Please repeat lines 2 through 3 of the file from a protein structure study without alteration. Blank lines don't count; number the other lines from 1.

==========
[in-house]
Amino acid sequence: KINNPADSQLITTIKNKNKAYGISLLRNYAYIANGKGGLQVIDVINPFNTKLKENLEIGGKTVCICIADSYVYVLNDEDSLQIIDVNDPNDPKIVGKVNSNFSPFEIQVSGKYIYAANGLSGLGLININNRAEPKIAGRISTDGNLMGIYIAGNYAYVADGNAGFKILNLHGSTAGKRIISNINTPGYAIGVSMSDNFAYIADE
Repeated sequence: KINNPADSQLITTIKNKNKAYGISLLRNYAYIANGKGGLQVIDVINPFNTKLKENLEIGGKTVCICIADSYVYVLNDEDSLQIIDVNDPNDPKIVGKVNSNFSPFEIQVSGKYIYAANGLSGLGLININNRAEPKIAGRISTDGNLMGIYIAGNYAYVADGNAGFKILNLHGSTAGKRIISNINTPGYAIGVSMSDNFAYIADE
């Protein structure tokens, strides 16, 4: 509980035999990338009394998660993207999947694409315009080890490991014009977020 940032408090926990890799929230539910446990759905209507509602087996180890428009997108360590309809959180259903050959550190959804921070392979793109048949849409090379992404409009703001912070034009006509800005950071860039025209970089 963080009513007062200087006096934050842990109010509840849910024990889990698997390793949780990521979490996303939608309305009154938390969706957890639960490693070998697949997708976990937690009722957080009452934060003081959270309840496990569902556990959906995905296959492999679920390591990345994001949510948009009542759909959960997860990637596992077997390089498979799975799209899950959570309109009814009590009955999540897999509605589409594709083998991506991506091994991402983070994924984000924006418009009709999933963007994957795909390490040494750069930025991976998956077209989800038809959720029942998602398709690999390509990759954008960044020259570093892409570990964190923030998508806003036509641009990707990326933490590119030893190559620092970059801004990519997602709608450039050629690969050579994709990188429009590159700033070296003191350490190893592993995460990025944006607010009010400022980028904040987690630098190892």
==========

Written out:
Amino acid sequence: KINNPADSQLITTIKNKNKAYGISLLRNYAYIANGKGGLQVIDVINPFNTKLKENLEIGGKTVCICIADSYVYVLNDEDSLQIIDVNDPNDPKIVGKVNSNFSPFEIQVSGKYIYAANGLSGLGLININNRAEPKIAGRISTDGNLMGIYIAGNYAYVADGNAGFKILNLHGSTAGKRIISNINTPGYAIGVSMSDNFAYIADE
Repeated sequence: KINNPADSQLITTIKNKNKAYGISLLRNYAYIANGKGGLQVIDVINPFNTKLKENLEIGGKTVCICIADSYVYVLNDEDSLQIIDVNDPNDPKIVGKVNSNFSPFEIQVSGKYIYAANGLSGLGLININNRAEPKIAGRISTDGNLMGIYIAGNYAYVADGNAGFKILNLHGSTAGKRIISNINTPGYAIGVSMSDNFAYIADE